Past the pond, I went, but no sign of them.  Over the hill, I went, and there were, lying down in the farthest corner of the pasture.  “Hm,” thought I again.  “It’s not the laying down time of day.  Wonder what they’re up to.”  As I got closer, I saw something in the grass under the tree, something dark.  “Too big to be a poop,” I thought, and then, “Oh, no.  Do not tell me she had her calf.  Not tonight!”

But a calf it was, three weeks early.  Sunshine wasn’t showing any signs of being ready; her udder was still fairly soft and not nearly as big as it normally gets.  But there was a calf, lying in the grass, cozy and dry, looking up at me.  She isn’t the biggest thing I’ve ever carried across that field, but it’s a long way from that back corner to the barn, especially when you’re being dogged by two excitable and full grown bovines.  We made it back safely, and I debated whether to try to milk Sunshine right then and get the calf a bottle, or whether we could wait till morning.  It looked like they’d maybe already nursed, but then I saw the calf was having trouble standing.  Her front hooves are turned under, so she’s trying to stand and walk on the tops of her feet, basically.

We decided to milk and feed, and a good thing, too.  The poor baby was starving!  Aside for not being able to walk, she seems to be healthy and fiesty.  I checked with the vet this morning, and he says she has retracted tendons from positioning in the womb.  Just a random act of God, it seems, and we’re taking her in tonight to get splinted.  Hopefully we can stretch her out so she can live the full and active life of a normal cow.

I do not know what this means for our milk supply.  I don’t know how well Sunshine’s milk is going to come in, since she doesn’t seem to have been physically ready.  I thought of adding extra milkings these first few days to help it come in fully.  I don’t know.  I’m in uncharted waters.

Winter Vacation

 

We sold off all of our Jersey girls in the spring, keeping just this one lovely lady, Sunshine.  It’s been nice, having fewer chores to do in the barn.  It’s made it easier for me to be the mother I need to be to my two littlest monkeys, and so I don’t regret that decision, but I do miss having all those cows around.  And I’m going to miss having milk for the next couple of months!  Sunshine has been pretty light lately, and milking very poorly in the evening, so we’ve given that one up altogether.  She’s getting milked just once a day now, and it won’t be long until she’s pretty well dried up.  Then, we’ll all be milkless until February.  (More like March, probably, but the time she calves and we get through the colostrum.)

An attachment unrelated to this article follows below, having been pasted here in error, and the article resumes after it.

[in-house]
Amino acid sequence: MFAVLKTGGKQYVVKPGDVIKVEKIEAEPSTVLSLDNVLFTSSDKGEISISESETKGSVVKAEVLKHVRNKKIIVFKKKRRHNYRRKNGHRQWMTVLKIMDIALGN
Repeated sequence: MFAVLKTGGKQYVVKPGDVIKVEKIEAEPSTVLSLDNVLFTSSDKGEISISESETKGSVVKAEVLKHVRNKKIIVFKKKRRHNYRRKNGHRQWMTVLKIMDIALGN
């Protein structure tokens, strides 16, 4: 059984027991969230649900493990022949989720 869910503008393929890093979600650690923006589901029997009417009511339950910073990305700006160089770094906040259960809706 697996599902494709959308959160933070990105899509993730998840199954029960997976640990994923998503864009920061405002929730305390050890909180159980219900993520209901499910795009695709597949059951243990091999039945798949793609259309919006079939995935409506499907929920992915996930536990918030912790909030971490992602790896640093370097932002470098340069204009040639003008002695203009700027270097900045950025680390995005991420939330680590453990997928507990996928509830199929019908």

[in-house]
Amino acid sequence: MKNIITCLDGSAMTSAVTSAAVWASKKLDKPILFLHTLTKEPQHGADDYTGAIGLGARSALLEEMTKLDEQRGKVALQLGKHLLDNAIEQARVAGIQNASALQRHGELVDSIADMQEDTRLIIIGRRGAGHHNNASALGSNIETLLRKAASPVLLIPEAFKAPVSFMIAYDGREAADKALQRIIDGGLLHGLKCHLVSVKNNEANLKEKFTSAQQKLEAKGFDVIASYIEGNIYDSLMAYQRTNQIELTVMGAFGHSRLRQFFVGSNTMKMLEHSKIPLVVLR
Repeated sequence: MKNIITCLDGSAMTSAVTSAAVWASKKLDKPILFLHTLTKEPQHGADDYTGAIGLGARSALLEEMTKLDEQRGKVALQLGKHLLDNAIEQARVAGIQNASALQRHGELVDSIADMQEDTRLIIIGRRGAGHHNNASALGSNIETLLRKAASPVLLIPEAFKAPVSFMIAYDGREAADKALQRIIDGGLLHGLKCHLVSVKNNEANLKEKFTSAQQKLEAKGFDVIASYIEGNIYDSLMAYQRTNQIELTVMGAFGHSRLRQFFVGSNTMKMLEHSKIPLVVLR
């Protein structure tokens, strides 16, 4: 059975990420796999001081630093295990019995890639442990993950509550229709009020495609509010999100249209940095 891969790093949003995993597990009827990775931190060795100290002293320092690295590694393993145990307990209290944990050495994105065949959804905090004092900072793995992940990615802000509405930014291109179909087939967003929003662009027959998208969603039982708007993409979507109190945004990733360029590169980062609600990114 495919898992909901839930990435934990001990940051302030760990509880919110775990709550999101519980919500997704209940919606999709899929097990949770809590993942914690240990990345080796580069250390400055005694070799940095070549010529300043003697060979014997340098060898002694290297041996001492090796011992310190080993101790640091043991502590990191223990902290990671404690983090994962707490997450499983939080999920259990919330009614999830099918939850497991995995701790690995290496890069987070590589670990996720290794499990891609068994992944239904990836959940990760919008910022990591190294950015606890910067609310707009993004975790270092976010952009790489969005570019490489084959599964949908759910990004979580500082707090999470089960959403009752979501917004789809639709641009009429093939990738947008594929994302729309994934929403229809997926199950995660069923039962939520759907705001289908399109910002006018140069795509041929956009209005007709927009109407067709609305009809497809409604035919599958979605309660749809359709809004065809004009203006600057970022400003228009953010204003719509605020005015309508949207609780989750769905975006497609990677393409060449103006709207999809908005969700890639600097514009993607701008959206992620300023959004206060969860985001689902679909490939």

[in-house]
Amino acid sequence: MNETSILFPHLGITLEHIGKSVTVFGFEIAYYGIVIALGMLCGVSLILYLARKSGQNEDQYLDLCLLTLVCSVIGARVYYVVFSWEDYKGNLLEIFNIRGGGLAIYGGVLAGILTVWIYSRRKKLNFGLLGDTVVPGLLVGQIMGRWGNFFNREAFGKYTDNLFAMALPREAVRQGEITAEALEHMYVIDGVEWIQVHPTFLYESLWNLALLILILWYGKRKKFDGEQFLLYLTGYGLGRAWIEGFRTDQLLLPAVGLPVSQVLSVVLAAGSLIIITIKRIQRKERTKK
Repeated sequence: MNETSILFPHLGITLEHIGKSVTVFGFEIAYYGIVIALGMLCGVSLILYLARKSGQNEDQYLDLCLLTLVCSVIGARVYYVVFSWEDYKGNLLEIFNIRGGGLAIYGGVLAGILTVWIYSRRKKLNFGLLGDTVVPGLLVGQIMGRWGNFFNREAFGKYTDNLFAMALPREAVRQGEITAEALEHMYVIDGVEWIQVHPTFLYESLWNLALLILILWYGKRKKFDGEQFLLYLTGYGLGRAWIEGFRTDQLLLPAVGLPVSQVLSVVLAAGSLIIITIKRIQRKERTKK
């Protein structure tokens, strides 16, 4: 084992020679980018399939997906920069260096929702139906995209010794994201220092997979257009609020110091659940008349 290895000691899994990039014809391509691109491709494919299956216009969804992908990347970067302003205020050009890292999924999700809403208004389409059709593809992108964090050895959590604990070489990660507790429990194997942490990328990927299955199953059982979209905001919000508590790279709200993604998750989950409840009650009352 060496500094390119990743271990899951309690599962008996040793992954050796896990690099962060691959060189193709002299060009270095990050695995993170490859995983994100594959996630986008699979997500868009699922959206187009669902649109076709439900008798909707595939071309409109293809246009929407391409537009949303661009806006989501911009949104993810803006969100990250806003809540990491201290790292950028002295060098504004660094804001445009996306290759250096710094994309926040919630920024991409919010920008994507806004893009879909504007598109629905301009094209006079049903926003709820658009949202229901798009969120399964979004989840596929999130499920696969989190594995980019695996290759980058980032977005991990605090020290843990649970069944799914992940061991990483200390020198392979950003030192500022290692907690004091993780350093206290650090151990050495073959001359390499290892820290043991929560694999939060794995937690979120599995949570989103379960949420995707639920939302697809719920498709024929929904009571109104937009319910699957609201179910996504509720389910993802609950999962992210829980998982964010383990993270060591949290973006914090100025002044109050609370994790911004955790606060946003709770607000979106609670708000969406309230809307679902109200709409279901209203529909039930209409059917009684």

We only have a few gallons of milk going out each week, which is what made the decision to lighten our herd so easy.  At one time, we had nearly twenty shares sold, but when Fort Knox downsized, we lost most of our customers.  It’s a shame, because – and I’m really sorry to have to say this – money makes the effort worthwhile.  With no financial motivation, we quit doing the work, which makes our product unavailable to future customers.  No milk, no cheese, no butter, no eggs, no chicken.  We provide for our own needs and only sell whatever we can’t use.  (With a family of eleven, that isn’t much!)

If you can, support a small family farm!  Buy that CSA garden share, pay a little more for that pastured pork, splurge on those beautiful farm-fresh eggs.  The expense to you is really minimal, the quality is out of this world, and it means an awful lot to that farmer.

Weather Losses